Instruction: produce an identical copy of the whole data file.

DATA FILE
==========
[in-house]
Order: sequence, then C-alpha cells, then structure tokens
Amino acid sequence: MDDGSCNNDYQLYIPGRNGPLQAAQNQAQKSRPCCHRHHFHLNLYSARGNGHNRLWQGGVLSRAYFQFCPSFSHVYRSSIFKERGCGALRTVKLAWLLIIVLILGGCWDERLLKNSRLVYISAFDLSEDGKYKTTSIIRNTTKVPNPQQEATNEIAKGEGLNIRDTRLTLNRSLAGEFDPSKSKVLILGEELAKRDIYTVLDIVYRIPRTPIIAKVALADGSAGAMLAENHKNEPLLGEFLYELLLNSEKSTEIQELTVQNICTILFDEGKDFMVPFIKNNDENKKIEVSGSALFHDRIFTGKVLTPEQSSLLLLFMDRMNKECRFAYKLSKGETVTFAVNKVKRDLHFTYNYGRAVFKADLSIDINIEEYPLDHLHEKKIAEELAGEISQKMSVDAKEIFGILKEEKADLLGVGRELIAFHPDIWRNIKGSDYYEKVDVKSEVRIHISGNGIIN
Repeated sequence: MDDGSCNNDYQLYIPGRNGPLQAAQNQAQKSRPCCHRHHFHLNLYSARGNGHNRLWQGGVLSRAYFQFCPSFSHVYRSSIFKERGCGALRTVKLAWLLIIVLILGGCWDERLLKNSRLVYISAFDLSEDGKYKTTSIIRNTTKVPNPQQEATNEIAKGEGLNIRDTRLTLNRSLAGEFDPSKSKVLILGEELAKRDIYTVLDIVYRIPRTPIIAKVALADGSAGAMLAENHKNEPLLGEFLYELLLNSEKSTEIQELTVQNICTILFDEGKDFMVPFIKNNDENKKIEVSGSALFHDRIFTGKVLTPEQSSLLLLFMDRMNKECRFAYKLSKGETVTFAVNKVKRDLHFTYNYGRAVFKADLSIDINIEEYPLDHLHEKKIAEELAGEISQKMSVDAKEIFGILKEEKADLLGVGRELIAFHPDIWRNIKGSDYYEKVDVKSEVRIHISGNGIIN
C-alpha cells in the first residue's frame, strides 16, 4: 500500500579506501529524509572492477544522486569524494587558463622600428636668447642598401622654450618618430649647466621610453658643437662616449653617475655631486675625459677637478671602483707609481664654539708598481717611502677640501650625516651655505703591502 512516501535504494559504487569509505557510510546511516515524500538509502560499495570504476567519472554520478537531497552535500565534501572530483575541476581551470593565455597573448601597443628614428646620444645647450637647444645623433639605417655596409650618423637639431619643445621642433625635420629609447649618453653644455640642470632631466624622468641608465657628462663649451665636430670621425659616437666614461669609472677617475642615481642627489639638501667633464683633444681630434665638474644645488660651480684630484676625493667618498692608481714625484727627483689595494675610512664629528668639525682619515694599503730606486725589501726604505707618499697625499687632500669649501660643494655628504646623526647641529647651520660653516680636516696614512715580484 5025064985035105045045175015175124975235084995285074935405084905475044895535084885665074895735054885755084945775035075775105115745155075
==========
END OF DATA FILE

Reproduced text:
[in-house]
Order: sequence, then C-alpha cells, then structure tokens
Amino acid sequence: MDDGSCNNDYQLYIPGRNGPLQAAQNQAQKSRPCCHRHHFHLNLYSARGNGHNRLWQGGVLSRAYFQFCPSFSHVYRSSIFKERGCGALRTVKLAWLLIIVLILGGCWDERLLKNSRLVYISAFDLSEDGKYKTTSIIRNTTKVPNPQQEATNEIAKGEGLNIRDTRLTLNRSLAGEFDPSKSKVLILGEELAKRDIYTVLDIVYRIPRTPIIAKVALADGSAGAMLAENHKNEPLLGEFLYELLLNSEKSTEIQELTVQNICTILFDEGKDFMVPFIKNNDENKKIEVSGSALFHDRIFTGKVLTPEQSSLLLLFMDRMNKECRFAYKLSKGETVTFAVNKVKRDLHFTYNYGRAVFKADLSIDINIEEYPLDHLHEKKIAEELAGEISQKMSVDAKEIFGILKEEKADLLGVGRELIAFHPDIWRNIKGSDYYEKVDVKSEVRIHISGNGIIN
Repeated sequence: MDDGSCNNDYQLYIPGRNGPLQAAQNQAQKSRPCCHRHHFHLNLYSARGNGHNRLWQGGVLSRAYFQFCPSFSHVYRSSIFKERGCGALRTVKLAWLLIIVLILGGCWDERLLKNSRLVYISAFDLSEDGKYKTTSIIRNTTKVPNPQQEATNEIAKGEGLNIRDTRLTLNRSLAGEFDPSKSKVLILGEELAKRDIYTVLDIVYRIPRTPIIAKVALADGSAGAMLAENHKNEPLLGEFLYELLLNSEKSTEIQELTVQNICTILFDEGKDFMVPFIKNNDENKKIEVSGSALFHDRIFTGKVLTPEQSSLLLLFMDRMNKECRFAYKLSKGETVTFAVNKVKRDLHFTYNYGRAVFKADLSIDINIEEYPLDHLHEKKIAEELAGEISQKMSVDAKEIFGILKEEKADLLGVGRELIAFHPDIWRNIKGSDYYEKVDVKSEVRIHISGNGIIN
C-alpha cells in the first residue's frame, strides 16, 4: 500500500579506501529524509572492477544522486569524494587558463622600428636668447642598401622654450618618430649647466621610453658643437662616449653617475655631486675625459677637478671602483707609481664654539708598481717611502677640501650625516651655505703591502 512516501535504494559504487569509505557510510546511516515524500538509502560499495570504476567519472554520478537531497552535500565534501572530483575541476581551470593565455597573448601597443628614428646620444645647450637647444645623433639605417655596409650618423637639431619643445621642433625635420629609447649618453653644455640642470632631466624622468641608465657628462663649451665636430670621425659616437666614461669609472677617475642615481642627489639638501667633464683633444681630434665638474644645488660651480684630484676625493667618498692608481714625484727627483689595494675610512664629528668639525682619515694599503730606486725589501726604505707618499697625499687632500669649501660643494655628504646623526647641529647651520660653516680636516696614512715580484 5025064985035105045045175015175124975235084995285074935405084905475044895535084885665074895735054885755084945775035075775105115745155075